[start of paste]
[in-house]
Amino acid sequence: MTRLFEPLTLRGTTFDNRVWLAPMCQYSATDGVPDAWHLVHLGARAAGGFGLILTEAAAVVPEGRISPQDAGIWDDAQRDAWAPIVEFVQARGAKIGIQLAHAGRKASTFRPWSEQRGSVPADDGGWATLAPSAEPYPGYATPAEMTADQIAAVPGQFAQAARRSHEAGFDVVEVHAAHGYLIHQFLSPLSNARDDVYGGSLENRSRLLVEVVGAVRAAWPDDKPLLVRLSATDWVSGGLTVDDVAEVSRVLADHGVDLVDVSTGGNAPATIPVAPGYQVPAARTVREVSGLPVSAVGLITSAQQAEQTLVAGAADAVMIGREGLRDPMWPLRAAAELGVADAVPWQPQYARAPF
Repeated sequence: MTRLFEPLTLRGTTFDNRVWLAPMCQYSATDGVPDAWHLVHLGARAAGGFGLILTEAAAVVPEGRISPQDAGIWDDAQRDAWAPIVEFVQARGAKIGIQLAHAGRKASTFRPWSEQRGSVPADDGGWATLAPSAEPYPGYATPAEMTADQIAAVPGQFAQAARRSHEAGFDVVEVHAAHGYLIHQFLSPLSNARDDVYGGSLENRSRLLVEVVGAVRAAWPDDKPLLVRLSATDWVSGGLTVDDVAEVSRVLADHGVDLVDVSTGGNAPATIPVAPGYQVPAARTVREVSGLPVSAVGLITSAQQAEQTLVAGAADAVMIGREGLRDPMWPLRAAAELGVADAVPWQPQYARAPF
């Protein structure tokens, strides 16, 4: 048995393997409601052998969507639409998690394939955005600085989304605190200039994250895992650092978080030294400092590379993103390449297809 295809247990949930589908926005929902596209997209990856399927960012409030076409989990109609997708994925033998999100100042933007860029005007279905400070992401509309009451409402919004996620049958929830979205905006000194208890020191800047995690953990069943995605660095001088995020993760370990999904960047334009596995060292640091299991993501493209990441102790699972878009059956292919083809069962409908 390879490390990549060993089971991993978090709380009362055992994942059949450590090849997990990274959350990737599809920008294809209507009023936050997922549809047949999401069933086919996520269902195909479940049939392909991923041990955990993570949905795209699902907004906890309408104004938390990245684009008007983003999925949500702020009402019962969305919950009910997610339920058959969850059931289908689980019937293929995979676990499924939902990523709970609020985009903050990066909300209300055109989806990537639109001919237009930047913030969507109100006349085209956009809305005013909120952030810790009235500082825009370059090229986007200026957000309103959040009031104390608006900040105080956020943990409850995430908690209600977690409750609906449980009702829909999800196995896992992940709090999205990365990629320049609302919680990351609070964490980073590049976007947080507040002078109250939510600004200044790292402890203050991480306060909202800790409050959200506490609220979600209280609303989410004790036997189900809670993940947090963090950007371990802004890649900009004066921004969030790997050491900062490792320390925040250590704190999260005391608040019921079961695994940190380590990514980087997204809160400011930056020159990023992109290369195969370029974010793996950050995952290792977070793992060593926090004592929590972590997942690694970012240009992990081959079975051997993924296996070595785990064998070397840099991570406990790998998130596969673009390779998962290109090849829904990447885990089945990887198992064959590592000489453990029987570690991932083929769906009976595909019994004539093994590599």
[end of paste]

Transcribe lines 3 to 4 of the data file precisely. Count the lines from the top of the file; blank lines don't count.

Repeated sequence: MTRLFEPLTLRGTTFDNRVWLAPMCQYSATDGVPDAWHLVHLGARAAGGFGLILTEAAAVVPEGRISPQDAGIWDDAQRDAWAPIVEFVQARGAKIGIQLAHAGRKASTFRPWSEQRGSVPADDGGWATLAPSAEPYPGYATPAEMTADQIAAVPGQFAQAARRSHEAGFDVVEVHAAHGYLIHQFLSPLSNARDDVYGGSLENRSRLLVEVVGAVRAAWPDDKPLLVRLSATDWVSGGLTVDDVAEVSRVLADHGVDLVDVSTGGNAPATIPVAPGYQVPAARTVREVSGLPVSAVGLITSAQQAEQTLVAGAADAVMIGREGLRDPMWPLRAAAELGVADAVPWQPQYARAPF
């Protein structure tokens, strides 16, 4: 048995393997409601052998969507639409998690394939955005600085989304605190200039994250895992650092978080030294400092590379993103390449297809 295809247990949930589908926005929902596209997209990856399927960012409030076409989990109609997708994925033998999100100042933007860029005007279905400070992401509309009451409402919004996620049958929830979205905006000194208890020191800047995690953990069943995605660095001088995020993760370990999904960047334009596995060292640091299991993501493209990441102790699972878009059956292919083809069962409908 390879490390990549060993089971991993978090709380009362055992994942059949450590090849997990990274959350990737599809920008294809209507009023936050997922549809047949999401069933086919996520269902195909479940049939392909991923041990955990993570949905795209699902907004906890309408104004938390990245684009008007983003999925949500702020009402019962969305919950009910997610339920058959969850059931289908689980019937293929995979676990499924939902990523709970609020985009903050990066909300209300055109989806990537639109001919237009930047913030969507109100006349085209956009809305005013909120952030810790009235500082825009370059090229986007200026957000309103959040009031104390608006900040105080956020943990409850995430908690209600977690409750609906449980009702829909999800196995896992992940709090999205990365990629320049609302919680990351609070964490980073590049976007947080507040002078109250939510600004200044790292402890203050991480306060909202800790409050959200506490609220979600209280609303989410004790036997189900809670993940947090963090950007371990802004890649900009004066921004969030790997050491900062490792320390925040250590704190999260005391608040019921079961695994940190380590990514980087997204809160400011930056020159990023992109290369195969370029974010793996950050995952290792977070793992060593926090004592929590972590997942690694970012240009992990081959079975051997993924296996070595785990064998070397840099991570406990790998998130596969673009390779998962290109090849829904990447885990089945990887198992064959590592000489453990029987570690991932083929769906009976595909019994004539093994590599």